Since they were big enough to play outside, there was no need for any of the growing chicks to play in the sunroom. Gracie missed her time with just Bessie when they could run and leap across the sunroom floor.
After what had happened their first day in the backyard, she no longer danced except for a quick leap or a turn on one leg when no one was looking. She never wanted to risk being laughed at ever again.
Although all chickens dance from time to time, chickens do not dance the way Gracie danced. It felt right and good for her to dance as she did, and Bessie had enjoyed it too. They had danced however their hearts led them. But fear had tied up Gracie’s heart, and she was unsure if she would ever dance freely again.
Life has a way of sending the blessings we most need when we least expect them. Life’s next blessing for Gracie came in the form of a friendship.
The robin hopped over to the play fence where Gracie had just sat down to rest in a shady spot under the camellias. Gracie’s eyes were tracing the lines made by the sunshine and shadows where the others were playing. She imagined dancing along those twisty lines the way she had danced along the straight lines made by the shadows of the window mullions across the sunroom floor. It seemed so long ago, practically half of her whole young life ago.
“I saw you just then, when no one else was looking,” said The Robin. “You were doing a ballet leap, weren’t you? I am certain that is what you were doing whether you realized it or not.”
Gracie felt embarrassed, but her curiosity about this new word kept her timid heart from running away.
“Is that what it is called? Ballet?”
“Yes, I have seen the pictures on posters downtown, and I have heard the people reading the words aloud. It is called ballet, and you are a ballerina.”
Gracie was excited to share her dreams with someone who understood. She was even more excited to learn her special kind of dancing actually had a name.
“I love to dance. I told the one who tends this garden, ‘Peep. Cheep.’ And then I asked, ‘Peep? Cheep?’
“That was my Big Scary Thing. But I dared to ask anyway, and the answer was I could do anything my heart dreams.”
“Then why are you not dancing?” asked The Robin. “Is your heart no longer dreaming?”
A shadow troubled Gracie’s brow.
“Some of the others make fun of me,” she said. “But they might not laugh if you teach me what you know. Then maybe they would understand it is serious and not silly.”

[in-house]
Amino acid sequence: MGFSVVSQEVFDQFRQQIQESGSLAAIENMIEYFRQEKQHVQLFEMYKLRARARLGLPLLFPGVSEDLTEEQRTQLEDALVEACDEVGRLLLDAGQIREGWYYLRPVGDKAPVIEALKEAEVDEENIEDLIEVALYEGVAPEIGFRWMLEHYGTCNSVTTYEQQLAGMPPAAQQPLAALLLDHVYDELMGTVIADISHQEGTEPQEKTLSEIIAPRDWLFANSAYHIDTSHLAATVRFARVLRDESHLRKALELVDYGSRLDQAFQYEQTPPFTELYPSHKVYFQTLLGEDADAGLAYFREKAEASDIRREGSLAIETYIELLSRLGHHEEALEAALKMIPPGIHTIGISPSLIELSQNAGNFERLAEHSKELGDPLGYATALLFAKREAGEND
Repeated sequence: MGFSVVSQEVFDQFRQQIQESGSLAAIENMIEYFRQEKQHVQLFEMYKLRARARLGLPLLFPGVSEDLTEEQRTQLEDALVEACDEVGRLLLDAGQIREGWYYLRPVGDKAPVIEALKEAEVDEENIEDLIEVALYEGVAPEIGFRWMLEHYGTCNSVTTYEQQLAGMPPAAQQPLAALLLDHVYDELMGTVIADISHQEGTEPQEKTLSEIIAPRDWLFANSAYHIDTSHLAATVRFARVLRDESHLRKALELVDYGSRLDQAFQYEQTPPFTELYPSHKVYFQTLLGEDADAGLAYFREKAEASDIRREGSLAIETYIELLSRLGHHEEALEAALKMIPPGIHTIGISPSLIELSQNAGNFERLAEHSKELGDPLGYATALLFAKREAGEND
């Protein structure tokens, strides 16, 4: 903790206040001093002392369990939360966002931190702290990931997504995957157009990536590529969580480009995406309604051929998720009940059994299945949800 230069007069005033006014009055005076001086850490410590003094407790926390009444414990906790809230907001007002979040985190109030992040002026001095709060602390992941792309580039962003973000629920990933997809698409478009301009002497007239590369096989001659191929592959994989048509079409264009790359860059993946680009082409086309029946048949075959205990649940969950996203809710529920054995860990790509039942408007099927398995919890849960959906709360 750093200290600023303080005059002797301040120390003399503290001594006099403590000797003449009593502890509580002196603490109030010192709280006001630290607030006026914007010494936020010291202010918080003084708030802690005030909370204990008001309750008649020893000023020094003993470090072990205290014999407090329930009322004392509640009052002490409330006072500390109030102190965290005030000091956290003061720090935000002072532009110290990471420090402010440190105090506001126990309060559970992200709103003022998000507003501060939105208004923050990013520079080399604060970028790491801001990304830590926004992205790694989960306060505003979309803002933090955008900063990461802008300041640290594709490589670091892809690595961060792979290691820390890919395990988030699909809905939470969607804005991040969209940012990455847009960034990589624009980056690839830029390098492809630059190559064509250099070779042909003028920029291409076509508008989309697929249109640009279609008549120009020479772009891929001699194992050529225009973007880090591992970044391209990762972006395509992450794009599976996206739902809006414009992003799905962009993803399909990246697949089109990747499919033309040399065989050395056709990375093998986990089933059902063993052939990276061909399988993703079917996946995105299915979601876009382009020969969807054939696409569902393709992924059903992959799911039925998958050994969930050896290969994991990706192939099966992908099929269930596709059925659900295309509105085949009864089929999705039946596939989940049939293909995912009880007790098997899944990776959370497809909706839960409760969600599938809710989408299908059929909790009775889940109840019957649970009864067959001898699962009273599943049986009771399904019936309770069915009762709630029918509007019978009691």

Gracie took a deep breath and asked the question that was building in her heart. “Will you show me how to dance like the people in the posters?”
“Those pictures do not move, not even a little. They are like how we birds play The Frozen Statue Game whenever we see a cat who doesn’t see us.
“But I will show you how to make the frozen statues. You will have to figure out how to move from one frozen statue to another. I do not know that part, but I will share all I know with you.”
The sunlight danced in The Robin’s eyes as if there was a secret waiting to be told. Then she added, “It is what we songbirds do.”
“I can figure the joining up parts myself,” said Gracie. “I have dancing in my heart.”
“Then that will be the easy part for you, but you must also make The Bigger Scary Thing be no more. That part may not be so easy.”
“What is The Bigger Scary Thing?” asked Gracie hesitantly. “I thought there was only The Big Scary Thing. Once I was able to say that I was a dancer and wanted to dance, then The Big Scary Thing became just The Gardener.”
“You must perform your ballet dancing for all the others. That is The Bigger Scary Thing. Then perhaps it will become something else as well.”
“I’m not certain I can.”
“Then maybe you aren’t really a ballerina,” said The Robin and turned as if to fly away.
“No, wait! I am. I know I am. I can do anything my heart dreams here. The Gardener told me so. I will simply have to take a leap of faith when the time comes.”
“Then let’s get started,” said The Robin.